These Brave Women ...
The United Nations observes the day, and in some countries it’s a national holiday. International Women’s Day was initiated by the socialist organization, The Second International. In 1977 the United Nations adopted a resolution which recommends a public celebration of International Women's Day.

(This piece by the Bishop of the Diocese of Västerås, Mikael Mogren, was written in 2009 but feels just as relevant today, ten years later)


The first time I saw a female priest was on television. It was before I even went to school, but I remember it clearly. The big forest stood dark around our cottage. It was Sunday and we were sitting together watching the televised service.
“How beautifully she sang!” said Grandma afterwards. Grandma seemed very happy. Her whole body seemed happy.

It was just as uncommon for a woman to be a pastor as for my mother to be driving the tractor. Some people didn’t like how well my mother drove.
I think of Ulla Bardh today, the first woman to be ordained as a pastor in Sweden. It was in the Baptist Church and the year was 1958. Fifty years later, in May 2008, she became a doctor of theology. It is quite a feat to pull yourself together and write a doctoral dissertation after a long working life. But, Ulla is amazing — in a number of ways. She can openly say things, things which others are too afraid to even whisper. She is one of the bravest people I’ve met.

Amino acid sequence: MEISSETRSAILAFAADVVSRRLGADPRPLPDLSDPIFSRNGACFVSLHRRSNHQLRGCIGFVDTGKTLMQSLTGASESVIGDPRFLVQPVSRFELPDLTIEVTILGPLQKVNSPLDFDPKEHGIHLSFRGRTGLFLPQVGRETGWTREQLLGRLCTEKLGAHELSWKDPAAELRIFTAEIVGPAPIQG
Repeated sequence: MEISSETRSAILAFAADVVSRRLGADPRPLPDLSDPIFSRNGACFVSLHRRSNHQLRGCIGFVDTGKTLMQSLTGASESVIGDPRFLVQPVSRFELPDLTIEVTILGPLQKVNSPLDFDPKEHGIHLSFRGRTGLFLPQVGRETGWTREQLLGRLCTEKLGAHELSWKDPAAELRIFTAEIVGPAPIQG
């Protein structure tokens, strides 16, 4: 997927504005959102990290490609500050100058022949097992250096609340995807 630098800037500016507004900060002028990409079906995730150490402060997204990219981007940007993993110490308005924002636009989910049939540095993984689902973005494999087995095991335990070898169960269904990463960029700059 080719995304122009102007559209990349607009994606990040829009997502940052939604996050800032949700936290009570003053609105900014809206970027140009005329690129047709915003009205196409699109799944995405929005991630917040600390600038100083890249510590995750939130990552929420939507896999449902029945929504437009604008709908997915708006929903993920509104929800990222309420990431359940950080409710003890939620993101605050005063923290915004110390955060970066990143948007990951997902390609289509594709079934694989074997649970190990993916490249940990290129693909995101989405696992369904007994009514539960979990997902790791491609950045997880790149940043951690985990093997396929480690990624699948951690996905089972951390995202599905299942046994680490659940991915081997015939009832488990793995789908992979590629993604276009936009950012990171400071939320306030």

In 1958, the year the Swedish Church decided to ordain women as priests, women could also become police officers. Over the years there’s been a lot of opposition to ordaining women, but I haven’t heard anything about people opposing women in the police force.
Back home in the big forest it was hard to picture a woman in the pulpit, but it was equally hard to picture women driving tractors or walking around as police officers. After more than 50 years only 23% of Swedish police are women. A much higher percentage of women are priests, and the medical profession has more women than any other profession: 43% of all doctors in Sweden are women.

It is sometimes said that Sweden was first when it came to women in professional life. But in Denmark, the decision to ordain women as priests was taken in 1948, and in Norway as early as 1938. In Holland women were ordained at the end of the 19th century, and in the U.S there were already female religious leaders in the 18th century within the Shaker movement.
In the Bible there are many female leaders. Funny that it took two thousand years to discover that.

By Mikael Mogren